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From Historic Roadsides of New Jersey by The Society of Colonial Wars in the State of New Jersey, 1928
Edited by GET NJ, COPYRIGHT 2002


Old St. Mary's Church, Burlington
Built 1703

The boundaries of Burlington County were established in 1694, but not definitely settled until 1710, when Hunterdon County was organized, the Assunpink Creek being then made the boundary. In 1838 Burlington County was reduced by the organization of Mercer County and subsequently further re, duced by the organization of the present Ocean County.

Founded in 1677 by Friends from Yorkshire and London under "The Concessions and Agreements of the Proprietors, Freeholders and Inhabitants of West Jersey in America." All vessels coming to West Jersey were required to enter and clear at the Port of Burlington. Provincial Capital, till 1755 and again from 1757 to 1790. The Provincial Congress of New Jersey met at Burlington in 1776 and elected the delegates to the Continental Congress who signed the Declaration of Independence. Town occupied by British for a few hours in December of 1776. Cannonaded by British from River, May 1778.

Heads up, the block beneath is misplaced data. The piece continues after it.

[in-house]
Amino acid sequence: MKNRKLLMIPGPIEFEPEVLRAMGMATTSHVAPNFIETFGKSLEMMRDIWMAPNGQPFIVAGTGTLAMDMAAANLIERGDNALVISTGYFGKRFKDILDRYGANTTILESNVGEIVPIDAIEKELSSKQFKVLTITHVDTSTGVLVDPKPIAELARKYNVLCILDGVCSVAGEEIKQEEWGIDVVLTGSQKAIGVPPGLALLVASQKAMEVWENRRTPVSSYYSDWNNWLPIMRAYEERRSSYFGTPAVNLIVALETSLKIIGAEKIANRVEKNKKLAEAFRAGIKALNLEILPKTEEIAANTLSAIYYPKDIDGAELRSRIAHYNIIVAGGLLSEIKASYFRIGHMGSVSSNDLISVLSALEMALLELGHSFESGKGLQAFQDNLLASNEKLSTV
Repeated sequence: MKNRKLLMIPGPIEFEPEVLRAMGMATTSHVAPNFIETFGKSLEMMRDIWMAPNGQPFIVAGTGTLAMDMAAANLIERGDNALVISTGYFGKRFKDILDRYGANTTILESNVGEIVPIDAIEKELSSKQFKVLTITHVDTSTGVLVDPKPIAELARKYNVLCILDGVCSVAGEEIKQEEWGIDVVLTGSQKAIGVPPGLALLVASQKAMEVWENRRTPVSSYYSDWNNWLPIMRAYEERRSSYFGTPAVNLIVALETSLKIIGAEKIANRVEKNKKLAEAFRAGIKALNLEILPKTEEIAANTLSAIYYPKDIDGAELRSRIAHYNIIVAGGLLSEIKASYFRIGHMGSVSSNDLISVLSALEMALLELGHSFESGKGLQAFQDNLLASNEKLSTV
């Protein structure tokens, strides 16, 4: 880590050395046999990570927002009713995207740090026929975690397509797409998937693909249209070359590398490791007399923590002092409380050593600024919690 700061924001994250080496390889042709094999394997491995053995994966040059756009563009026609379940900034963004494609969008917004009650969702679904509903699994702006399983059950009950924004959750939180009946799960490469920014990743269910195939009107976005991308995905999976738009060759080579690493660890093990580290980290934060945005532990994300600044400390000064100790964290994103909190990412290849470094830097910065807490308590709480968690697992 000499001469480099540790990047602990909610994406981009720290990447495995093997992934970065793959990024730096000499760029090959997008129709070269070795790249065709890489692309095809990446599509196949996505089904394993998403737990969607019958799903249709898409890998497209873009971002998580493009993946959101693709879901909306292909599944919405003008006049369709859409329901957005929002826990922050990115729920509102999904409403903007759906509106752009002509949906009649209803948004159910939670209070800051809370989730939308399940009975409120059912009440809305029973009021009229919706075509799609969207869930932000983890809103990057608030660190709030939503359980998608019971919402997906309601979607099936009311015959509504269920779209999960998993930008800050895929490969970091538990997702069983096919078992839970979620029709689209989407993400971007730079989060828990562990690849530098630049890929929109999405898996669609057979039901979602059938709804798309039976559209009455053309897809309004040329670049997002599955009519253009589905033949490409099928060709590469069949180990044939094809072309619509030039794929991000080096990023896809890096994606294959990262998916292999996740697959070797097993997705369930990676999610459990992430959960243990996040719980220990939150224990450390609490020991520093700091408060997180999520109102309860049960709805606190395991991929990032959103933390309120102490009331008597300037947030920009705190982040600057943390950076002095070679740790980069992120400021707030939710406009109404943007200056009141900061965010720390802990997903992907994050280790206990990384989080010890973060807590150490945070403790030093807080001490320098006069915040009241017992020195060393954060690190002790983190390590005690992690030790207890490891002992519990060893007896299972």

Revel House -- Oldest In Burlington

Points of interest:

  1. St. Mary's P. E. Church founded and building erected 1703, chartered as St. Anne's October 4, 1704. By second charter, name was changed in 1709 to St. Mary's. Rev. Jonathan Odell, a grandson of Jonathan Dickinson, first President of Princeton, was Rector from 1767 to 1777. A Tory, he was arrested by the Continentals. He was concealed for a time at home of Margaret Morris, Green Bank. Noted for his fierce satires on America. Died in Nova Scotia. Communion Service of Church presented by Queen Anne.
  2. Graveyard of St. Mary's Church. Graves of Elias Boudinot, first President of the American Bible Society and William Bradford, Attorney General of the United States under President Washington.
  3. 457 S. High Street. Birthplace of J. Fenimore Cooper, 1789. Now home of Burlington County Historical Society.